so we can get some accurate numbers. I'm not sure why everyone is so against external
balance, I've done lots of race motors that rev over 9000 all day long.

On the imbalance weight on the balancer, many motors with internal balancing use just as big of
bolt and have no "CHUNK". Some have threaded bolt holes to attach tools and some like the Audi V8 have another matching weight 180 degrees to zero balance it. Check it out.
 

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quattro87 said:
RSCoupe said:
All I know is that I had mine zero balanced without any significant material removed.
Mark, what are you talking about...the balancer right? No significant material sounds like zero balancing to me. I assume that you are running a lightweight zero balanced flywheel.
Pulley, crank, alum. flywheel, and pressure plate.

Lord_Verminaard said:
...I just swapped the flywheel on my 20v for a spare used flywheel that I had turned. Didn't balance anything. Put on a new Southbend Clutch too. Didn't balance that either. Hey guess what? The engine doesn't vibrate. How amazing is that. If it actually were an external balance engine, I'd be screwed because I didn't balance the clutch/flywheel to the crank...
What are you revving to?

I'm a little surprised the clutch didn't need some balancing, or are you saying you didn't even have it checked?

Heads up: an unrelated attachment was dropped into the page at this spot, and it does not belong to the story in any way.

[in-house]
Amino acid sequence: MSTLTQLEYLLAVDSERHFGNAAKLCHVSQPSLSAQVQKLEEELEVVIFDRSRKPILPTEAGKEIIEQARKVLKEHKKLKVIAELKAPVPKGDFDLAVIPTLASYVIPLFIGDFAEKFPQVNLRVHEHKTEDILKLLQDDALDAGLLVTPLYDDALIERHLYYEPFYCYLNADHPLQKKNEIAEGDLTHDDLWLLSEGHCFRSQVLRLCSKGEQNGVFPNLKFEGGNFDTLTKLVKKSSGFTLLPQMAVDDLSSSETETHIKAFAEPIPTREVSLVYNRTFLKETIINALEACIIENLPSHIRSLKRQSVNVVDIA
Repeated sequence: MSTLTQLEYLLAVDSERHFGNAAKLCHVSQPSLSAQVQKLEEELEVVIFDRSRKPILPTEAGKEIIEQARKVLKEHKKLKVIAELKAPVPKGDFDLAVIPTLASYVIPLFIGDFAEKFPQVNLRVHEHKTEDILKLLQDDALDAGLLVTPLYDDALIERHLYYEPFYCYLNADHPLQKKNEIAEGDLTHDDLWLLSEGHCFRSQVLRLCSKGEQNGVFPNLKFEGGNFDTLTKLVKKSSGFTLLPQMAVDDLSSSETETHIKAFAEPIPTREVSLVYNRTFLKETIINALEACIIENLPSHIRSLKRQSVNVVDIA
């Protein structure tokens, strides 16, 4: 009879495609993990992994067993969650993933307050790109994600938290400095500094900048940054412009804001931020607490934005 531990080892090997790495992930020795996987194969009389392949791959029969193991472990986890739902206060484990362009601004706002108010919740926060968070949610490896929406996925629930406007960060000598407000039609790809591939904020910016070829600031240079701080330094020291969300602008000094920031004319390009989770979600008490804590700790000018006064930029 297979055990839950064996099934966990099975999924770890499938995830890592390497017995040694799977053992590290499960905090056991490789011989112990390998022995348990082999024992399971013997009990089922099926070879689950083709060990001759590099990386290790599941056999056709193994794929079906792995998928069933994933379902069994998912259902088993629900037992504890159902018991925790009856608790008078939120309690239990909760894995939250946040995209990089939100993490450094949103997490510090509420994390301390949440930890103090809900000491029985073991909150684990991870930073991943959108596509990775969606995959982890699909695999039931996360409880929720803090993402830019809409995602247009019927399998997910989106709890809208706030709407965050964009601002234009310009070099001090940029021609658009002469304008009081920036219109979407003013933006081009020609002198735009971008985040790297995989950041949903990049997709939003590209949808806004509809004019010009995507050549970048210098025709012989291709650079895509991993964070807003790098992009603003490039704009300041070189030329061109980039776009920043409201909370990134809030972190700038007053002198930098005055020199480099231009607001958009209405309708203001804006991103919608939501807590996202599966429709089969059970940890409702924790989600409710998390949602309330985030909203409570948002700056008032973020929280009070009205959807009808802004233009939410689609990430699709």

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They ground a little off at the very edge at one spot. Not sure if I have a pic, but I'll look.

*edit - Nope, no pics.
 

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RSCoupe said:
What are you revving to?

I'm a little surprised the clutch didn't need some balancing, or are you saying you didn't even have it checked?
Dunno, tach doesn't work. All I did was have the flywheel turned, and I got the new clutch disk and pressure plate from SouthBend and slapped it all together. The same way I've always done any VAG clutch, (at least a dozen) only I actually used the alignment tool instead of my finger this time. :p It's just as smooth now as it was before I swapped the clutch.